The legal system discriminates against religious minorities. Article 297 of the amended 1991 Islamic Punishments Act authorizes collection of equal "blood money" (diyeh) as restitution to the families for the death of both Muslims and non-Muslims. Prior to the 2004 change, the law gave a lesser monetary amount as "blood money" for non-Muslims than for Muslims. All women, as well as Bahá'í and Sabean-Mandaean men, are excluded from the equalization provisions of the bill. Restitution for the death of a woman is half that of a man. According to law, Bahá'í blood is considered mobah, meaning it can be spilled with impunity.
Adherents of religious groups not recognized by the Constitution, such as the Bahá'ís, do not have freedom to practice their beliefs. Government officials have stated that, as individuals, all Bahá'ís are entitled to their beliefs and are protected under the articles of the Constitution as citizens; however, the Government continues to prohibit Bahá'ís from teaching and practicing their faith. Bahá'ís are barred from government and military posts.
The Government considers Bahá'ís to be apostates and defines the Bahá'í faith as a political "sect." The Ministry of Justice states that Bahá'ís are permitted to enroll in schools only if they do not identify themselves as Bahá'ís, and that Bahá'ís preferably should be enrolled in schools with a strong and imposing religious ideology. There were allegations that Bahá'í children in public schools faced attempts to convert them to Islam. After a brief policy change during the reporting period allowed Bahá'í students to enroll in universities, the Government reverted to its previous practice of requiring Bahá'í students to identify themselves as other than Bahá'í in order to register for the entrance examination. This action precluded Bahá'í enrollment in state-run universities, since a tenet of the Bahá'í religion is not to deny one's faith. The Ministry of Justice states that Bahá'ís must be excluded or expelled from universities, either in the admission process or during the course of their studies, if their religious affiliation becomes known. University applicants are required to pass an examination in Islamic, Christian, or Jewish theology, but there was no test for the Bahá'í faith.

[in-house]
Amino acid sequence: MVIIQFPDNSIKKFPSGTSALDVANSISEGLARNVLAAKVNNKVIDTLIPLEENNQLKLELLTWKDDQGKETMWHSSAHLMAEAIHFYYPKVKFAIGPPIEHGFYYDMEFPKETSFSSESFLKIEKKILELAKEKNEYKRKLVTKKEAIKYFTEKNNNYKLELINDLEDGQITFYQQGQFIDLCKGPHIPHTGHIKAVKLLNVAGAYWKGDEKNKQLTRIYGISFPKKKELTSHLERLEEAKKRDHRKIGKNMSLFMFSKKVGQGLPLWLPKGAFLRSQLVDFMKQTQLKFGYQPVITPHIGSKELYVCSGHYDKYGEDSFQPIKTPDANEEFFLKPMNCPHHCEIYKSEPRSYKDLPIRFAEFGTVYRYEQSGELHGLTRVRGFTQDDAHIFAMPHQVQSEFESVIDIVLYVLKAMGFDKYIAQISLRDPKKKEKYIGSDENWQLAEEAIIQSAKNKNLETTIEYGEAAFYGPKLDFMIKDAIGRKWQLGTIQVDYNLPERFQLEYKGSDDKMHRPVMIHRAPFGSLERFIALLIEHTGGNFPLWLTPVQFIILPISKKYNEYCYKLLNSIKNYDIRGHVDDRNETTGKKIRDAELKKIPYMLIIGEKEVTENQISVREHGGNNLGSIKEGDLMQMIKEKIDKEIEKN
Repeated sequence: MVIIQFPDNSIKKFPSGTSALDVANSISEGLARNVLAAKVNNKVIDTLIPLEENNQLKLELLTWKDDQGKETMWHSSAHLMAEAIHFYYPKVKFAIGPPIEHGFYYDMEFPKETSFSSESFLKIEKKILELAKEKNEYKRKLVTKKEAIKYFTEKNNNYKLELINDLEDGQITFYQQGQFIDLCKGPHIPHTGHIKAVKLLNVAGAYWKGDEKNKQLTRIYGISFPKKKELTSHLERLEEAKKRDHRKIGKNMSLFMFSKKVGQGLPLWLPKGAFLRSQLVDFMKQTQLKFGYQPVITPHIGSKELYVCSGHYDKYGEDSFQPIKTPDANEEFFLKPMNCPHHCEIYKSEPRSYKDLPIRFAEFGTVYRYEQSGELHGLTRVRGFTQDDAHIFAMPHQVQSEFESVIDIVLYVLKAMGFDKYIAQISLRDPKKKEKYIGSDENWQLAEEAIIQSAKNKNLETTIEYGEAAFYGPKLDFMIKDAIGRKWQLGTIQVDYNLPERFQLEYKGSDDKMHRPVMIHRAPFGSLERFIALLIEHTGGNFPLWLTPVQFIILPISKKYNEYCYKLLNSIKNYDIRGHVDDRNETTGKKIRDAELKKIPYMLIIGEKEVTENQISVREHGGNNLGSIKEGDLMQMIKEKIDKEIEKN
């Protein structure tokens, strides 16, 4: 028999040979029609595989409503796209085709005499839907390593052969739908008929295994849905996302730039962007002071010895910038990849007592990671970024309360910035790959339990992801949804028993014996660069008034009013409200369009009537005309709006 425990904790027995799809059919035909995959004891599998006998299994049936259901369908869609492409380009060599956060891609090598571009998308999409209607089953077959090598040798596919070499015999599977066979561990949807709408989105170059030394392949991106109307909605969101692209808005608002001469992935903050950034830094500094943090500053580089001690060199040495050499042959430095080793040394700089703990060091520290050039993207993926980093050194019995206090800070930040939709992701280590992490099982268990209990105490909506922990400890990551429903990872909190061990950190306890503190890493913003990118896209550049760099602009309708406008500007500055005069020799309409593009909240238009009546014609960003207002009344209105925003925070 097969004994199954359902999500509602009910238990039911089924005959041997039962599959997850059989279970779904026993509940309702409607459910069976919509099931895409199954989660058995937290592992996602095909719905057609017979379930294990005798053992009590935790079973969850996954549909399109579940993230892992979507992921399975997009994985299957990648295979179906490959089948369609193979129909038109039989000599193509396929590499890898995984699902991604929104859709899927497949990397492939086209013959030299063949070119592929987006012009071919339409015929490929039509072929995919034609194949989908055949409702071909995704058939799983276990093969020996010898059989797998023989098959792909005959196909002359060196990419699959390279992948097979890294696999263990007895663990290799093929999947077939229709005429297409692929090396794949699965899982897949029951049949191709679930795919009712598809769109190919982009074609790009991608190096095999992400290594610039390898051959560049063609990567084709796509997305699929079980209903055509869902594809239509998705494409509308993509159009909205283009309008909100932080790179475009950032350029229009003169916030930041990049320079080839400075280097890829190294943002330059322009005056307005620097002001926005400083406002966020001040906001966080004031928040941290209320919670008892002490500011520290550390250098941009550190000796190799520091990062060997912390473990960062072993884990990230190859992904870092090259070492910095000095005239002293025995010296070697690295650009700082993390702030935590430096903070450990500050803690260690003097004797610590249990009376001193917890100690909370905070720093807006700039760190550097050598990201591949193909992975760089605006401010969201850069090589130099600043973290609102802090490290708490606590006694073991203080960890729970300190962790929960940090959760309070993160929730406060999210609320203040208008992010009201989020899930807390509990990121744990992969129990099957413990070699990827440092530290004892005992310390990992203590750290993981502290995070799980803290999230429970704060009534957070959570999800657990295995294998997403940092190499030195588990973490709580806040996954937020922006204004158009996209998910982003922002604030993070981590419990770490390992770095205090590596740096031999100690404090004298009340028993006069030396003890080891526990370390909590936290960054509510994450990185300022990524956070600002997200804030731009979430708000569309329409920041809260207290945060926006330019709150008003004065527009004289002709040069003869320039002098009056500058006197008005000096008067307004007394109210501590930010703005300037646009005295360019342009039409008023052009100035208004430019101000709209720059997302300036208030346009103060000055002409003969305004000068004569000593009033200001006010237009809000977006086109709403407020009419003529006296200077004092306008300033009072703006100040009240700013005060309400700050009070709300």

Bahá'ís are banned from the social pension system. In addition, Bahá'ís are regularly denied compensation for injury or criminal victimization and are denied the right to inherit property. Bahá'í marriages and divorces are not officially recognized, although the Government allows a civil attestation of marriage to serve as a marriage certificate.
The Government allows recognized religious minorities to establish community centers and certain self-financed cultural, social, athletic, or charitable associations. However, the Government prohibited the Bahá'í community from official assembly and from maintaining administrative institutions by closing any such institutions.
The Government propagated a legal interpretation of Islam that effectively deprived women of many rights granted to men. Gender segregation was enforced, generally throughout the country, without regard to religious affiliation. Women of all religious groups are expected to adhere to Islamic dress in public. Although enforcement of rules for conservative Islamic dress eased in previous years, the Government periodically cracks down on "un-Islamic dress," particularly during the summer months. The crackdowns on "un-Islamic dress" during the reporting period were much harsher than in recent years. The Government's 12‑point contract model for marriage and divorce limits the rights accorded to women by custom and traditional interpretations of Islamic law.
Restrictions on Religious Freedom
Government policy and practice contributed to severe restrictions on religious freedom. All non-Shi'a religious minorities suffer varying degrees of officially sanctioned discrimination, particularly in the areas of employment, education, and housing.